Eight hundred years ago medieval masons built Gothic cathedrals without working drawings. They translated mental visions into glorious structures without them ever touching paper - much less a computer screen.
Technical drawing, also known as Drafting, is usually regarded as the technique of creating engineering drawings, although it encompasses architectural drawings as well explanation.
A skilled practitioner of the art is known as a draftsperson.
Today the mechanics of the drafting task has been largely automated, and greatly accelerated, through the use of CAD systems.
The first half of the 19th century might well be called a formative period in the development of technical drawing. MORE .....
Drawing instruments were being manufactured by the 1850s (example) and the blueprint process* was introduced. Up to this time "draftsmanship" was more or less an art expressing itself in fine lines, shading both by lines and by washes, ornate borders, fancy lettering and the use of colors. These techniques became unnecessary after the introduction of blueprinting. The art of "drafting" was completely lost and the technology of "drafting" was discovered. This was the beginning of modern engineering and technical drawing.
The first half of the 20th century could be characterized as the golden age of drafting. The modern technology of drafting was firmly recognized, and the applications of the graphic technology was found in engineering, design, manufacturing, production, architecture, etc. Engineering, technical and vocational training in the area of drafting was greatly increased.
* Blueprint Process Discovered in France, perfected in England, use began in the 1870's. The photo-reproductive process involves putting sensitized paper in contact with a translucent original and exposing this package to light. Relatively stable image, permanence/stability depends on processing. Some processing may make paper brittle. (example) 'Why are blueprints blue?'
The development of the "blueprint machine" eliminated the need to trace drawings, which was estimated to cost 10 times more than blueprinting early on its history.
One of the most important innovations of the postwar era was the introduction of the diazo process, which used ammonia, heat, and moisture to develop prints, instead of the slow and costly wet bath needed for blueprinting. Because of its speed, convenience and low cost, diazo printing quickly supplanted blueprinting - although the reproductions are sometimes referred to as 'blueprints' (click here)
Today, the long reign of diazo is over ('Diazo at Death's Door?'). In the commercial environment, wide format xerography made its appearance with the Xerox 2080 in 1980. Its ability to copy and change the scale of opaque documents on demand and at extremely low cost immediately impacted traditional photographic services. The subsequent introduction of xerographic printers operating at speeds comparable to commercial diazo printers resulted in the gradual displacement of commercial diazo printing by plain paper imaging. (How xerography works)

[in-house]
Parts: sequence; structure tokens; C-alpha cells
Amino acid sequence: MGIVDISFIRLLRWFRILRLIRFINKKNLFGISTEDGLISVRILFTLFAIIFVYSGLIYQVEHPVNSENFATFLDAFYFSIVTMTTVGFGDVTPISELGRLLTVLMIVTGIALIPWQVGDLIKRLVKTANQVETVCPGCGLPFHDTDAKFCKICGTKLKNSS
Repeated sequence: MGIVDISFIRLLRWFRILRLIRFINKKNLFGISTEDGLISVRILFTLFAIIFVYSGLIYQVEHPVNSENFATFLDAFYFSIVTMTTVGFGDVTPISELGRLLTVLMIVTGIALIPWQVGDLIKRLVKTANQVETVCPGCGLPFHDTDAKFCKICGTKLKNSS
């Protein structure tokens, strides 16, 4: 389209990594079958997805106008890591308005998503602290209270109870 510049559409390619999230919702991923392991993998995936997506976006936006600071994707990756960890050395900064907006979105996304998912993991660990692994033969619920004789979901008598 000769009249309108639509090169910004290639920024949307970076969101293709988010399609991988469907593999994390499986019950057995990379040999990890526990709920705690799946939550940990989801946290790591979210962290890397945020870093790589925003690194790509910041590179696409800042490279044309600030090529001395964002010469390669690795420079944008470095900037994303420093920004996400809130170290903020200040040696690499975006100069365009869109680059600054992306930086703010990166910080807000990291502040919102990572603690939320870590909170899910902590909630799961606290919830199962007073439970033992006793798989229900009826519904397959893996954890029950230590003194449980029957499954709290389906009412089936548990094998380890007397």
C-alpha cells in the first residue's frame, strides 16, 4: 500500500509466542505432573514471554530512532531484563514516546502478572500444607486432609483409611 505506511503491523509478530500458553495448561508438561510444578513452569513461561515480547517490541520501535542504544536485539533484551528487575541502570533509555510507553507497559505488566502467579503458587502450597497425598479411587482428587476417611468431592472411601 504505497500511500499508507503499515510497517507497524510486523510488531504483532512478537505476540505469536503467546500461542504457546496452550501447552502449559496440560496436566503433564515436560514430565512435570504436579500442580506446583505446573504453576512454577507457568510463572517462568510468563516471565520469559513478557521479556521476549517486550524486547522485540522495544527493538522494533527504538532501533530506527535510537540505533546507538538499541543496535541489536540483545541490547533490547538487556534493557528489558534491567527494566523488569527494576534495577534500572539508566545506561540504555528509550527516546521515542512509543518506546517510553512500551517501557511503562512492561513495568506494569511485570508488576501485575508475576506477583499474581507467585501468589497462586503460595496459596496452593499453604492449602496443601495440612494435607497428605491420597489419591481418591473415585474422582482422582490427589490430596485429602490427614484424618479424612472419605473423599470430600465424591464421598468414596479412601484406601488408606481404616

However, analog plain paper printing then rapidly yielded ground to fast digital printers, driven by high volume file servers where scanned and CAD-generated files are stored. Digital printing means using an electronic file (on a disk or similar medium) to produce hard-copy originals of your document, rather than placing your original on the copier and making reproductions (the latter is called analog printing).
Reprographic firms were quick to grasp the growing importance of short run color imaging as their clients migrated toward computer-based design. The use of color to better communicate information (example 1 example 2) began with the use of different colors in multi-pen plotters to better distinguish elements of architectural and mechanical designs. The introduction of the first Canon Color Laser Copier in 1987 brought affordable photorealistic copy technology to market.
The universal use of color - especially digital color - has blurred the once sharp distinction between the technical design worlds of architecture and engineering and the graphic arts professions.
The certainty we face is that technology will continue to fuel profound and frequent changes in the way that information is created, managed, and distributed.